(A quick reminder: take a look at our introduction to SQL post to learn how to download the sample database we are using)
What is the SQL GROUP BY clause?
The SQL GROUP BY clause allows you to group your data in some fashion. We usually use at least one aggregate function when using the GROUP BY clause. For example, let’s suppose we want to find the total sales for each salesperson in the Sales.SalesOrderHeader table. To do this, we will group by the SalesPersonID and SUM the TotalDue column:
SELECT SalesPersonID, SUM(TotalDue)
GROUP BY SalesPersonID
SQL is grouping all of the rows returned into the different SalesPersonID values. Then, it sums up the TotalDue column values and outputs the sum associated with each SalesPersonID.
Let’s look at another example. Suppose we wanted to find how many products were associated with each product color (i.e. there are x number of red products, y number of blue products, etc.). To complete this request using the Production.Product table, we would use the query:
SELECT Color, COUNT(*)
GROUP BY Color
With that query, we are able to find how many rows are associated with each Color value. In other words, how many products are each color. Notice how in the SELECT clause we are using the column we wish to group by and then the aggregate function. No other columns or functions appear in the SELECT clause. If you tried to put another column in the previous query, say the Size column, SQL would produce an error.
When using the GROUP BY clause in a SQL SELECT statement, each column in the SELECT clause must either be included in the GROUP BY clause OR be an aggregate function. This is a common mistake with beginners. Execute the following query and see the error that it produces:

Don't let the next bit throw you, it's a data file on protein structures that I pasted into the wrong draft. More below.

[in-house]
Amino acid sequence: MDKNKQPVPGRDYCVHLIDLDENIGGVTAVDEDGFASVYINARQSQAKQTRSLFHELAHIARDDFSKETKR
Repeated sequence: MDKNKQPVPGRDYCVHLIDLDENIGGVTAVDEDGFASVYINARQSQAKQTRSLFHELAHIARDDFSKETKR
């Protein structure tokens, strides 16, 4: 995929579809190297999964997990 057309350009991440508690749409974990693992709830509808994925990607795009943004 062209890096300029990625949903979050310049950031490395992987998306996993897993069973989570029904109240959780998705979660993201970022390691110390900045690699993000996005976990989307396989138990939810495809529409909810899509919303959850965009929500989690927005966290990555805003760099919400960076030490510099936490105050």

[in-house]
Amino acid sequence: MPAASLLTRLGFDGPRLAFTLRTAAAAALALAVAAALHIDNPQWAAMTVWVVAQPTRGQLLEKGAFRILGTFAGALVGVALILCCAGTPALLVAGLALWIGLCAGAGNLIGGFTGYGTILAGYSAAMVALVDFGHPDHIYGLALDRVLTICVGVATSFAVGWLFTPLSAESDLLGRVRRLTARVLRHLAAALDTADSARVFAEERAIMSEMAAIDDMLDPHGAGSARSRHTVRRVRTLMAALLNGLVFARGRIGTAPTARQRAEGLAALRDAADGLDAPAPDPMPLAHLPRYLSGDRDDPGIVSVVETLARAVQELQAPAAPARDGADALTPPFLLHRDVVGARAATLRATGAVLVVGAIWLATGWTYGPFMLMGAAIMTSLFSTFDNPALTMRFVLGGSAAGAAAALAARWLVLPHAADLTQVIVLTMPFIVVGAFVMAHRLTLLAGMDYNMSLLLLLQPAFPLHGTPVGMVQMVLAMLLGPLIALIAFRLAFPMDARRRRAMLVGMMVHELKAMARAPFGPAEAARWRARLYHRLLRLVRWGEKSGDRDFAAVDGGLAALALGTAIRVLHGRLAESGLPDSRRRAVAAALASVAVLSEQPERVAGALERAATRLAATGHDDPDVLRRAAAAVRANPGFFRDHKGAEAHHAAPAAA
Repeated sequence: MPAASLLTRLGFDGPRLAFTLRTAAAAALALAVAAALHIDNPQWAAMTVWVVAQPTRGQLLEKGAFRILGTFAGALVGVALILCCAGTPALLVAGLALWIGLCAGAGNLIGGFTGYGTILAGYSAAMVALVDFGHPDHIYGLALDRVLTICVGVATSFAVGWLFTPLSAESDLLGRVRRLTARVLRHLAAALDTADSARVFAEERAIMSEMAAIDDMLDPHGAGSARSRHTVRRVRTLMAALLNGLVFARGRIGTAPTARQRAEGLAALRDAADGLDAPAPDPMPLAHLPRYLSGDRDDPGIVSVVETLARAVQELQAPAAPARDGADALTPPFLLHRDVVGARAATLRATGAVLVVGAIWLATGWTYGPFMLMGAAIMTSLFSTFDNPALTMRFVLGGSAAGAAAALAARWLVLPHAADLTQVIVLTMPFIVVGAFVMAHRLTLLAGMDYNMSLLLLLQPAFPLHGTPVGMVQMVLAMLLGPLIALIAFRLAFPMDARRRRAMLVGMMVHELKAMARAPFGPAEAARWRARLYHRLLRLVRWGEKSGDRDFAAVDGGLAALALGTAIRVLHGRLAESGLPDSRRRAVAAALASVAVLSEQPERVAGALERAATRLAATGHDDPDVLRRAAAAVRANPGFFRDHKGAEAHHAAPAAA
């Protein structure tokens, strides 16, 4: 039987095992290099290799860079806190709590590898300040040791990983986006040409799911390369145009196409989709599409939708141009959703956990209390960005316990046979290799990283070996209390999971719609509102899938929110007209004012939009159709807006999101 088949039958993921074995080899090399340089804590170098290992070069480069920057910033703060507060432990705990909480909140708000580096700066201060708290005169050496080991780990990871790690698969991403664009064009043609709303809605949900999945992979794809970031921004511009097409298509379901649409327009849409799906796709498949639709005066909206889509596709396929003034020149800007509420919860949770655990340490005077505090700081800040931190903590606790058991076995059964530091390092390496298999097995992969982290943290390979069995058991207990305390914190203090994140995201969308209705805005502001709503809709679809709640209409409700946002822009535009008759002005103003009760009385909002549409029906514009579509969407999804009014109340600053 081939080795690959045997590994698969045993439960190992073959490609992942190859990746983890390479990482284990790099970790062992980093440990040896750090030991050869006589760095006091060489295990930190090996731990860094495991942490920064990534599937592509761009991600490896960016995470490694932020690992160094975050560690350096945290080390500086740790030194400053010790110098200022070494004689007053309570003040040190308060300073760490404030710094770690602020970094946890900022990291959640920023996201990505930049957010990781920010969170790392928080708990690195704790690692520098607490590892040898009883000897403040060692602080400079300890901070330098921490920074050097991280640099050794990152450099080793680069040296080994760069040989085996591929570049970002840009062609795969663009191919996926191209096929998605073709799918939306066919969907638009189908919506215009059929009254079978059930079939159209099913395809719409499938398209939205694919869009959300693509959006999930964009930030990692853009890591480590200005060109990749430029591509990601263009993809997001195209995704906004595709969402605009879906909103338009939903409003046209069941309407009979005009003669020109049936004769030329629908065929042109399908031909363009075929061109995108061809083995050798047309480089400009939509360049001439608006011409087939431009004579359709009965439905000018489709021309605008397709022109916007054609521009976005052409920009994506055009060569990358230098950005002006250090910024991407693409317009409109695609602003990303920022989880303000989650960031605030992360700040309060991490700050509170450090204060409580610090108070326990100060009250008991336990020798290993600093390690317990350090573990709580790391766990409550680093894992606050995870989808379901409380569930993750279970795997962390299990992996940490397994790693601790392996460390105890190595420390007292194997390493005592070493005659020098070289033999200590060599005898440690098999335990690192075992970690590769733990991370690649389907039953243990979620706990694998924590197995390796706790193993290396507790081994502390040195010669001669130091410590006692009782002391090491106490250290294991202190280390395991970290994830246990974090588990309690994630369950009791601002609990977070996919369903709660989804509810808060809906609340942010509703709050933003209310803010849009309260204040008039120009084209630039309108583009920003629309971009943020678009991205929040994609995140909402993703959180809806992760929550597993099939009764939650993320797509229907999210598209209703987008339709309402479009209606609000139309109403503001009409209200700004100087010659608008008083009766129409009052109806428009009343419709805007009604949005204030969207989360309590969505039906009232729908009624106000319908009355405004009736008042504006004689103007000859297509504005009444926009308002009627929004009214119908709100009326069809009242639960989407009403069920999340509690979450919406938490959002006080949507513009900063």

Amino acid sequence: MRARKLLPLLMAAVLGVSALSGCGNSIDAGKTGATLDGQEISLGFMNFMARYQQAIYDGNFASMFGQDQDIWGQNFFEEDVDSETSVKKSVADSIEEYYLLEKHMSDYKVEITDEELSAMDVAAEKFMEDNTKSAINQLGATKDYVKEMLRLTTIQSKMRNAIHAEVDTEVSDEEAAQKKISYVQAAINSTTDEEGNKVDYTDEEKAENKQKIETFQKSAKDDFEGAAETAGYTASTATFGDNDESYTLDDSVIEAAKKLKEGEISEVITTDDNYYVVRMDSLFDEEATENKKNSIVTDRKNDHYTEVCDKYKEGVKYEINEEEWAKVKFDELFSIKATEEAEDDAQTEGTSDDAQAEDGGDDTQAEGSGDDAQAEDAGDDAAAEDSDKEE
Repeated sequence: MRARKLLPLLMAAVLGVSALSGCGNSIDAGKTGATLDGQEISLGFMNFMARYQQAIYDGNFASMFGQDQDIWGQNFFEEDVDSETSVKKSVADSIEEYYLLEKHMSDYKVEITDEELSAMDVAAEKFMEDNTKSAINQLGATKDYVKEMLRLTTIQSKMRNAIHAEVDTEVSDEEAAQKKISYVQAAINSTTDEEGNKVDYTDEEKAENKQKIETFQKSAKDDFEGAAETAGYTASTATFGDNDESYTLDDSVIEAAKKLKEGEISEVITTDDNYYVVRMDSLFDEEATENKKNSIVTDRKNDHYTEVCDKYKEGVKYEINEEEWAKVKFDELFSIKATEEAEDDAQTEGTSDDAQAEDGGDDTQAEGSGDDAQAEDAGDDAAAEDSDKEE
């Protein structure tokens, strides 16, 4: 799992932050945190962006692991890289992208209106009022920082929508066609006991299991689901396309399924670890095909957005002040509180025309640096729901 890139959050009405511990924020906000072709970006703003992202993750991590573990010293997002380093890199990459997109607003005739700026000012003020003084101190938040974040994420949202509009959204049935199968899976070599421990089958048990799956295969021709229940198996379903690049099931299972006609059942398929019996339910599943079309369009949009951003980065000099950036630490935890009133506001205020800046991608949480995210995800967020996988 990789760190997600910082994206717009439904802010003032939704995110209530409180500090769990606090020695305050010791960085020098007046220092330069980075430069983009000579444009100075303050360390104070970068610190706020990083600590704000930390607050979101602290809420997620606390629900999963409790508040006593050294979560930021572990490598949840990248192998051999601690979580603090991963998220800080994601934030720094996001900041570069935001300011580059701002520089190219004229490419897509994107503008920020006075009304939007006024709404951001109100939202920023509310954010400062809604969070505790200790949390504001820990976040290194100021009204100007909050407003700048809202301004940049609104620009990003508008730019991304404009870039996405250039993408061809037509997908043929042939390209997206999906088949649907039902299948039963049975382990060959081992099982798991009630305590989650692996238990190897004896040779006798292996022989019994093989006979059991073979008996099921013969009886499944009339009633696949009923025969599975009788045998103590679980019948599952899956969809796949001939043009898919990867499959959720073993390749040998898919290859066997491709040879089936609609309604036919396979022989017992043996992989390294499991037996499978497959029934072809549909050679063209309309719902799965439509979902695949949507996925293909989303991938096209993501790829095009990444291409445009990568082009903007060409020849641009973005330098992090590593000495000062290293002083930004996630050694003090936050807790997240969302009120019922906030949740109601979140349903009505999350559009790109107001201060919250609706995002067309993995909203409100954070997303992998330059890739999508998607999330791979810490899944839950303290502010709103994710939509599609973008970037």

SELECT Color, Size, COUNT(*)
GROUP BY Color
The error message,
Msg 8120, Level 16, State 1, Line 1
Column ‘Production.Product.Size’ is invalid in the select list because it is not contained in either an aggregate function or the GROUP BY clause.
is an error message that is very helpful. It reiterates the bolded comment above that all columns in the SELECT clause must appear in either the SQL GROUP BY clause or be an aggregate function. If you ever get this error, instantly take a look at your query to make sure the columns appear in the GROUP BY clause or are aggregate functions.
Using some of the examples in this lesson as your guide, try to complete the following practice problems!
- Find out how many rows in the Production.Product table are associated with each Size value. That is, find out how many products are each size.
- Find the average sales amount for each SalesPersonID in the Sales.SalesOrderHeader. Use the TotalDue column for the sales amount.
- Using the HumanResources.Employee table, find out how many people are male and how many are female using the Gender column.